Growing up a local department store used a vacuum tube system to send notes around the store. It fascinated me so when I heard that a company was looking at using a version of the vacuum tube to move apples and is experimenting with using it to move fish, I was intrigued. Todd Deligan, VP of Whooshh Innovations in Bellevue, Washington.
DELIGAN: We actually started out with the transport of specialty crops but really kind of rethinking how specialty crops, apples, citrus, stone fruit could be harvested and thinking about the efficient gains that could be made in the harvest of those crops. Now we have really transitioned over to fish. We were testing the harvest system out in eastern Washington right along the Columbia River and one of our guys back then said, “what happens if we put a fish in our fruit tube?”
They found that the fish were transported quite easily using the system. But they also realized that fish are not the same as fruit.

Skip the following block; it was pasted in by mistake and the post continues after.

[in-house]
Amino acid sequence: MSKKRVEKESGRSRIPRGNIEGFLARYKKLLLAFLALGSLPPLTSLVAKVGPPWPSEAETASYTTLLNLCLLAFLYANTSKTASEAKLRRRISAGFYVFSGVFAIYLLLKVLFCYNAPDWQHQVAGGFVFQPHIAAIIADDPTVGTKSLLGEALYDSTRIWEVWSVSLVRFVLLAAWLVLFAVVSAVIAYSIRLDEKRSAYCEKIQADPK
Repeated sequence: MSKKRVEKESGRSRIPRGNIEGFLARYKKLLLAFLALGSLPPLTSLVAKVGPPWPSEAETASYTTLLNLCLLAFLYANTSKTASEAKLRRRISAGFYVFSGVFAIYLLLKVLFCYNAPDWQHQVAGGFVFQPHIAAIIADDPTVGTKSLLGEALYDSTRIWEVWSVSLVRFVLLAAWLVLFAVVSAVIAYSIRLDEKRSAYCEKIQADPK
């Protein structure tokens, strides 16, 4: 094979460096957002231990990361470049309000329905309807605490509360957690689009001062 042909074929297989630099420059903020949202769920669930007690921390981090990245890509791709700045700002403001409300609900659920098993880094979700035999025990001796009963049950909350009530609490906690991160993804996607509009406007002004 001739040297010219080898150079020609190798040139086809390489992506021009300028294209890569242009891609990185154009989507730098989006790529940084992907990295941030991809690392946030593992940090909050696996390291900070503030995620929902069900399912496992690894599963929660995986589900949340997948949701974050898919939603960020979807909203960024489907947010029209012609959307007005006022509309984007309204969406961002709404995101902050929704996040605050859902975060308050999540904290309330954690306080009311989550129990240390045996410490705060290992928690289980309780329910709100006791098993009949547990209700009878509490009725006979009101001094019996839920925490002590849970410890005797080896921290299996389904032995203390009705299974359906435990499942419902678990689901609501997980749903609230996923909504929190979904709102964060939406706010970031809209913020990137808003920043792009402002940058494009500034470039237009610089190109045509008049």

DELIGAN: We really spent quite a bit of time developing a fish-centric tube so we wouldn’t be hurting the eyes, slime, scales, that we could be transporting fish over distance hopefully with no real physiological effects.
Testing showed very little detrimental effects.
DELIGAN: We’re now at the stage where we have developed a fish-centric tube. We have been through some further testing with that tube and we have now got some applications that are heading out into the field and continued testing this fall.
That’s today’s Line On Agriculture. I’m Greg Martin on the Ag Information Network.